What would your annual gross salary be if you worked for someone else? $30,000? $60,0000? $120,000? $250,000? What salary amount do you need to maintain the quality of life you have right now? Just for fun, what salary would you need if you're going to live your dream life?
Once you know what you need your salary to be, you can double it to find the amount of revenue your business needs to make in a year (this is the super simple method for sole-proprieters and for the sake of keeping this easy). If you were working for someone else, everything you make can be taken home and contributed to your household income. If you're running a freelance business, it's good to aim for taking home 50% of your business revenue so that the other 50% can be reinvested, cover overhead, COGS, expenses, upgrades, emergencies, and benefits (note: income taxes may be deducted from your salary and from the business depending on how you account for it.) If you have employees or if you outsource part of your service, you may take home less than half of your revenue, which simply means you need to earn more in revenue in order to take home what you need.
If you'd like to go one step further to help you budget: consider how many weeks you'd like to work each year- so that you can make sure you're leaving time in your schedule for vacations. Do you want to work 50 weeks with 2 weeks off? 48 weeks with 4 weeks off? 26 weeks because you're only part time? Once you know how many weeks you want to work, we can find out what your business needs to make each week.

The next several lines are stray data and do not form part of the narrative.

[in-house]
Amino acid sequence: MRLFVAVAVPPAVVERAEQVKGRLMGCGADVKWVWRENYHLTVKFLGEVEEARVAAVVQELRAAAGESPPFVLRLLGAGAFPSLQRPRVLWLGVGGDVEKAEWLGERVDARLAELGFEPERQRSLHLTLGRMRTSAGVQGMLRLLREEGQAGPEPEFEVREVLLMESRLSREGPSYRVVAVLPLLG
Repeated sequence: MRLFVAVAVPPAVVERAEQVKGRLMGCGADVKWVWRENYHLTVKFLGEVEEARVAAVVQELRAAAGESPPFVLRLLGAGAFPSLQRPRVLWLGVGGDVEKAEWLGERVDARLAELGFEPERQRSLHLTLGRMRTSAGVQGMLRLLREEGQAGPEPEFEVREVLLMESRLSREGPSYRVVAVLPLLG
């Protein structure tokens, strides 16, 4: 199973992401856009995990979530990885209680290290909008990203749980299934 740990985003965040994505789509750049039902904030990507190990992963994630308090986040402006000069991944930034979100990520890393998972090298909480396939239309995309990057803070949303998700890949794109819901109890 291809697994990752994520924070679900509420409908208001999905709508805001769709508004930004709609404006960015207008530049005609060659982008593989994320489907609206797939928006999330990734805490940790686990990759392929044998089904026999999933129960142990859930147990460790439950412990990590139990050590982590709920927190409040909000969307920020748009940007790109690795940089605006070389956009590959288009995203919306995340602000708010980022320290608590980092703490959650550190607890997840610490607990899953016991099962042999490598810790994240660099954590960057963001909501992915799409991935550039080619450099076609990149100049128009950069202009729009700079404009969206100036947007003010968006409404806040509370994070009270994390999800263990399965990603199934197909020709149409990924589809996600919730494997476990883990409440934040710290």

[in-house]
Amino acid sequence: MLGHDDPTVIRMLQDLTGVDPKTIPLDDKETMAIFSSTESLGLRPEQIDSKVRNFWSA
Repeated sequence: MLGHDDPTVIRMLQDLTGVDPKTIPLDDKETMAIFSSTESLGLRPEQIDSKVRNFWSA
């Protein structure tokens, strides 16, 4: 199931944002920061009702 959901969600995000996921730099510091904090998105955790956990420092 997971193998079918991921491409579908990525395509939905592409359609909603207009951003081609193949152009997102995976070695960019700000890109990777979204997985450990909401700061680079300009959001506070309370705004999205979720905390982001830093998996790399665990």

Now let's do the math... oooohhh.... calculators.... ahhh....
[Annual Salary Needed] x 2 = [Annual Revenue Goal]
[Annual Revenue Goal] / [Working Weeks per year] = [Weekly Revenue Goal]
$60,000 salary x 2 = $120,000 annual revenue goal
$120,000 / 48 weeks = $2500 weekly revenue goal
Want to go further and find out what your hourly rate should be?
[Weekly Revenue Goal] / [Weekly Working Hours] = [Hourly rate]
$2500 / 40 hours per week = $62.50 per hour
What can you do with that number?
Determine if the hours and costs you're investing into a product or service are being covered by the price you're charging. So, if it takes you one hour at $62.50 to fulfill a print order and you have a $2 print cost, $3 packaging cost, and $5 shipping cost and the client paid a total of $25 for the product & delivery, than the hour that you spent on ordering, receiving, and packaging that product just made you lose money on your sale. In order to make that print order worth YOUR time, you should have charged $72.50.
Now, you could have hired someone else to do it at a lower rate- let's say $15/hr, which means you can now just charge for the $15 hour + $2 print + $3 packaging + $5 shipping = $25, and now you've just broken even and not made a dime on that print order. As long as you weren't counting on that print sale as part of your total revenue, you're probably fine. If you count on print sales as part of your revenue to support your salary, than you need to figure out how to make them profitable and how they factor into your revenue goals. If you work with a lab who does print fulfillment, you only need to make sure you've accounted for the costs plus commission for them to produce that product- and you might even have some profit left over because you didn't need to hire someone and you didn't have to do it yourself - saving you both time and money.
Is this scary? Eye opening? Informative? Confusing? Let me know in the comments below!
Anne Ruthmann is a lifestyle & wedding photographer from Boston, MA. She spent 10 years practicing marketing & management in corporate and non-profit businesses before pursuing her passion for photography as an independent small business. She loves helping others find creative and low-cost solutions to business problems. Follow her on Twitter to see her daily adventures and thoughts.